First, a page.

BeagleBoard, the ARM-based development board from Texas Instruments, has caused a stir in the open source community, but it might not ever have appeared without the intervention of component distributor Digi-Key, writes Steve Bush.
“It was developed with a little bit of seed funding from TI,” BeagleBoard software architecture manager Jason Kridner told Elctronics Weekly. “In order to reach the right price point, we had to order 1,000 at a time with a commitment for 10,000.”
There followed a debate over who would pay, when Digi-Key stepped in.
“They put up the initial money and made the commitment,” said Kridner. “Without that, it would have been very difficult to execute the project.”
BeagleBoard is a 75x75mm mini-computer based around the powerful ARM Cortex-A8.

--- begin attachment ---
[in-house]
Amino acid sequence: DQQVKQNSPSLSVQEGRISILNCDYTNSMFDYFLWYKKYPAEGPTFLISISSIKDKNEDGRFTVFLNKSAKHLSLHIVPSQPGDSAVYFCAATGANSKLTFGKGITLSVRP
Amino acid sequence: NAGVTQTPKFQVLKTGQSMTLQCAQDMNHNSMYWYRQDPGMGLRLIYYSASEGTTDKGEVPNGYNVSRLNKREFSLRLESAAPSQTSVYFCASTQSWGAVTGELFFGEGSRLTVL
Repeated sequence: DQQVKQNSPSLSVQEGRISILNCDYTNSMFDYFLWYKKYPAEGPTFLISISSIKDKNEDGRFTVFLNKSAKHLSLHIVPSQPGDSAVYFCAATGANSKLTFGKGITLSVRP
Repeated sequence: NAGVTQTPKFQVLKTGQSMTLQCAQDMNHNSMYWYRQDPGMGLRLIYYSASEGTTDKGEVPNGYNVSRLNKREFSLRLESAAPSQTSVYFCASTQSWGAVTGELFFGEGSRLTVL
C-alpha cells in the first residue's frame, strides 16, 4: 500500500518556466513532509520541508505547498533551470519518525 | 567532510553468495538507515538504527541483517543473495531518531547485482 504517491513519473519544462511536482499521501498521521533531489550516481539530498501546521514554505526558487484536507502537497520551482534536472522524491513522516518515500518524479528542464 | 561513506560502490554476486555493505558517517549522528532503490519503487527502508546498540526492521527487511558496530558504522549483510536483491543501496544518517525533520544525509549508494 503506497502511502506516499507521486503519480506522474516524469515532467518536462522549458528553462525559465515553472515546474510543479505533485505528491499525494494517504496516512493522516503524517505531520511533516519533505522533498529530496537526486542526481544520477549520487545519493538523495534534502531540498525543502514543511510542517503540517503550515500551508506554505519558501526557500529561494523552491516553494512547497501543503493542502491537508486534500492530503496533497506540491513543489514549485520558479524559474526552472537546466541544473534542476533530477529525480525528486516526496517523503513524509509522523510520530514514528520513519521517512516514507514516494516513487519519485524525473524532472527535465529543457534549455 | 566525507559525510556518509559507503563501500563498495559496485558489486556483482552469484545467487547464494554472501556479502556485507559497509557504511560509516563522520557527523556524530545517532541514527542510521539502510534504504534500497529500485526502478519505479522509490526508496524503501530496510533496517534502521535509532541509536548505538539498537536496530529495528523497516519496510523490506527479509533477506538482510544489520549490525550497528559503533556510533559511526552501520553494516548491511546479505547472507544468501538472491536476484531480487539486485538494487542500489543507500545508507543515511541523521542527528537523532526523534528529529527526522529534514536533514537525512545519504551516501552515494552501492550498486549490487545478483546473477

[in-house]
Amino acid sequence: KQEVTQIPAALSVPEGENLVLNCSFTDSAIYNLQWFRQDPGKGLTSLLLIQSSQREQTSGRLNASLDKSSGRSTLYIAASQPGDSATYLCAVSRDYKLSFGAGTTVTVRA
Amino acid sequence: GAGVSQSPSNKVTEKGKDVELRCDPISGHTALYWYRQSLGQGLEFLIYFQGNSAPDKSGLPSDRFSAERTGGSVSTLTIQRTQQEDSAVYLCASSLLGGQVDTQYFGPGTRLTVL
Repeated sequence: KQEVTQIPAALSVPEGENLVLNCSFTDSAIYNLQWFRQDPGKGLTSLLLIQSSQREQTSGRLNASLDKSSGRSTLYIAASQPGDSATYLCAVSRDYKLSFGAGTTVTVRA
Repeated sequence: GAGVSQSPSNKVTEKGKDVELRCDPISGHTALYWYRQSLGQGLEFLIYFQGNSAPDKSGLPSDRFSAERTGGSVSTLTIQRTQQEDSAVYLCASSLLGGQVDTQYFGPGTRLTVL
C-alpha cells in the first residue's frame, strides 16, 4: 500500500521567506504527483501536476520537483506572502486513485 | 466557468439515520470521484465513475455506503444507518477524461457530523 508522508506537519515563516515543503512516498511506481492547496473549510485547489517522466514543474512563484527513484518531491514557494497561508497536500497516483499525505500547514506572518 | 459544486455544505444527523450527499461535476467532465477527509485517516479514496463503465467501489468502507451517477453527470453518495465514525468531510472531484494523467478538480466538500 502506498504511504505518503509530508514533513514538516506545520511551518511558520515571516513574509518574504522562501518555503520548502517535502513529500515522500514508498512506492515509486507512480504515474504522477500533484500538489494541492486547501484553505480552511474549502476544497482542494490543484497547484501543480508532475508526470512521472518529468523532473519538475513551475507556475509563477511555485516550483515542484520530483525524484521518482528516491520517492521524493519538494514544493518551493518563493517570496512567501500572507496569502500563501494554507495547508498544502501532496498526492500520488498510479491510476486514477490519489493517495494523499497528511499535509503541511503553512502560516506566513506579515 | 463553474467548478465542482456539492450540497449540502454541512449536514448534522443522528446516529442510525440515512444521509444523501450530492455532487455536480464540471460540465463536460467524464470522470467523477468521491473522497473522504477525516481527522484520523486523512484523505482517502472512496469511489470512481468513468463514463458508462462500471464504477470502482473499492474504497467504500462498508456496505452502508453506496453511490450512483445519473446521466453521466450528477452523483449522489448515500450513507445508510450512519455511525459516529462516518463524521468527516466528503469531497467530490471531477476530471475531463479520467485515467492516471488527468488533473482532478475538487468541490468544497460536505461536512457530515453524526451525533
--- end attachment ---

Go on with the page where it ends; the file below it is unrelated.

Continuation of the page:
It is the ARM equivalent of mini single board x86 computers like Via Technologies’ EPIA pico-ITX and Mobile-ITX motherboards, and slightly larger Intel Atom boards.
TI makes a range of OMAP ARM-based microcontrollers, some for specific applications and others for general purpose use.
“The idea was to make the OMAP chip family available to more people and to make something that would really address the needs of the open source community,” explained Kridner.
And the open source community has lapped it up. Currently, there are 164 projects registered with the BeagleBoard website.